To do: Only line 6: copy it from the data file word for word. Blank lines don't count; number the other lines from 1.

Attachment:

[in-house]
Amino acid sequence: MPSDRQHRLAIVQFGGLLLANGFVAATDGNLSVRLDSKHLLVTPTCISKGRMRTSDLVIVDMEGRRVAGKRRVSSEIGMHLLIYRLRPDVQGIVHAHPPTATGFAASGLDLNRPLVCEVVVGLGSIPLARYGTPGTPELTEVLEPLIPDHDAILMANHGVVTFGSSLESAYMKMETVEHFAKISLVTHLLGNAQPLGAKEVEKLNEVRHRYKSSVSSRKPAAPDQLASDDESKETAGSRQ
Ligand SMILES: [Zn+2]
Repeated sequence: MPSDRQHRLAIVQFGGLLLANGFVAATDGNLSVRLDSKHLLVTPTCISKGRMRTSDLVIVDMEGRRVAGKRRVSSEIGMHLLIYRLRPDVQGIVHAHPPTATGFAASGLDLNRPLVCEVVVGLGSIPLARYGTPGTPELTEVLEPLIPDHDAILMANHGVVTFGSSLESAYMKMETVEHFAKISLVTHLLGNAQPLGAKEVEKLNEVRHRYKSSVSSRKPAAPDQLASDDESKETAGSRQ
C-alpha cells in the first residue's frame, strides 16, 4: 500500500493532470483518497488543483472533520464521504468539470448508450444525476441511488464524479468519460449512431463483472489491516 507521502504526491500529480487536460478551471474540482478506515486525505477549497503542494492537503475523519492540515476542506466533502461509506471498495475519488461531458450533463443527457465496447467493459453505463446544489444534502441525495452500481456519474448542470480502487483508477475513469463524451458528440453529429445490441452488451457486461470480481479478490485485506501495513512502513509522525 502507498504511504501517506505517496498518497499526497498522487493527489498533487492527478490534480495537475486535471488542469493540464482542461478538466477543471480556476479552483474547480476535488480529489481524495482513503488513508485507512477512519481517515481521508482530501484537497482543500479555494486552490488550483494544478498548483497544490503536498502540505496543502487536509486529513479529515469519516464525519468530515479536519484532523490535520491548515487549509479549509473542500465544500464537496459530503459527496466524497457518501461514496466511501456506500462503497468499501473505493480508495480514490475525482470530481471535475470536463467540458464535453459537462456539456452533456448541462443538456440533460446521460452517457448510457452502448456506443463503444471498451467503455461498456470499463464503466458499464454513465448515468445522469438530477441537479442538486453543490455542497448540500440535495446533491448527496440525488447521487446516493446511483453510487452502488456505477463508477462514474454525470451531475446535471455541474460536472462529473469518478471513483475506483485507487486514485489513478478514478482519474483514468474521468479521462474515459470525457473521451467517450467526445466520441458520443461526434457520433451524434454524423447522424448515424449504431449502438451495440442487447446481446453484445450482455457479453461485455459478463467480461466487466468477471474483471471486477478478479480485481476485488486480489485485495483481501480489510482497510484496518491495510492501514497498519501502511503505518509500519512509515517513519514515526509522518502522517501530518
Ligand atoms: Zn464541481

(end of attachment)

Ligand atoms: Zn464541481